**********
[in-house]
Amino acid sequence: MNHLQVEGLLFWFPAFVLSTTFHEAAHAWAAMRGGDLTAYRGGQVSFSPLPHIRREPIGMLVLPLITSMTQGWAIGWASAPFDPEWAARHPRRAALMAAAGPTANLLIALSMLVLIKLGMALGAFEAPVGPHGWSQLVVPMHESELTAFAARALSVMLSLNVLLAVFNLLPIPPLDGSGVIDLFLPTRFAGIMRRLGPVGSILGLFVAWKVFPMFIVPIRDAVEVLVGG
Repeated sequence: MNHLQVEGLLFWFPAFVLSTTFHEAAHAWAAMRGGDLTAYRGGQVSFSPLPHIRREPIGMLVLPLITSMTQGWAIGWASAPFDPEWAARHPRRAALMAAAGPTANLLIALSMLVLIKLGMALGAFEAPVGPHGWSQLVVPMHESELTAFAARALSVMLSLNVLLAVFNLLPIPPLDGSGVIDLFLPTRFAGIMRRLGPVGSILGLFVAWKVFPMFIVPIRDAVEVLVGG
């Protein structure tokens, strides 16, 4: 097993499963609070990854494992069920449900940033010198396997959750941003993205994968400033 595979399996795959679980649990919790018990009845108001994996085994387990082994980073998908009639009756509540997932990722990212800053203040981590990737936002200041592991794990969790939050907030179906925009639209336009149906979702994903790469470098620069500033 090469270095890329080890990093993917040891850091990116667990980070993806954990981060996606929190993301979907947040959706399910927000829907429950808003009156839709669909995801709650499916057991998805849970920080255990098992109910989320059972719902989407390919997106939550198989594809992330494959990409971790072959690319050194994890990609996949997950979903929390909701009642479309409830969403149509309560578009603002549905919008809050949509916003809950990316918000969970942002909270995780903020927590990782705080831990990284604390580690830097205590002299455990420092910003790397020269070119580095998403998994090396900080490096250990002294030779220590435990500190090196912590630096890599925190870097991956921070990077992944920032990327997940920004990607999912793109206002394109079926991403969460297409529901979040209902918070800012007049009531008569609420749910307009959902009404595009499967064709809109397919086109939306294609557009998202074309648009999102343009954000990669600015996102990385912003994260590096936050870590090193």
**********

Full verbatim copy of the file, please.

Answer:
[in-house]
Amino acid sequence: MNHLQVEGLLFWFPAFVLSTTFHEAAHAWAAMRGGDLTAYRGGQVSFSPLPHIRREPIGMLVLPLITSMTQGWAIGWASAPFDPEWAARHPRRAALMAAAGPTANLLIALSMLVLIKLGMALGAFEAPVGPHGWSQLVVPMHESELTAFAARALSVMLSLNVLLAVFNLLPIPPLDGSGVIDLFLPTRFAGIMRRLGPVGSILGLFVAWKVFPMFIVPIRDAVEVLVGG
Repeated sequence: MNHLQVEGLLFWFPAFVLSTTFHEAAHAWAAMRGGDLTAYRGGQVSFSPLPHIRREPIGMLVLPLITSMTQGWAIGWASAPFDPEWAARHPRRAALMAAAGPTANLLIALSMLVLIKLGMALGAFEAPVGPHGWSQLVVPMHESELTAFAARALSVMLSLNVLLAVFNLLPIPPLDGSGVIDLFLPTRFAGIMRRLGPVGSILGLFVAWKVFPMFIVPIRDAVEVLVGG
């Protein structure tokens, strides 16, 4: 097993499963609070990854494992069920449900940033010198396997959750941003993205994968400033 595979399996795959679980649990919790018990009845108001994996085994387990082994980073998908009639009756509540997932990722990212800053203040981590990737936002200041592991794990969790939050907030179906925009639209336009149906979702994903790469470098620069500033 090469270095890329080890990093993917040891850091990116667990980070993806954990981060996606929190993301979907947040959706399910927000829907429950808003009156839709669909995801709650499916057991998805849970920080255990098992109910989320059972719902989407390919997106939550198989594809992330494959990409971790072959690319050194994890990609996949997950979903929390909701009642479309409830969403149509309560578009603002549905919008809050949509916003809950990316918000969970942002909270995780903020927590990782705080831990990284604390580690830097205590002299455990420092910003790397020269070119580095998403998994090396900080490096250990002294030779220590435990500190090196912590630096890599925190870097991956921070990077992944920032990327997940920004990607999912793109206002394109079926991403969460297409529901979040209902918070800012007049009531008569609420749910307009959902009404595009499967064709809109397919086109939306294609557009998202074309648009999102343009954000990669600015996102990385912003994260590096936050870590090193």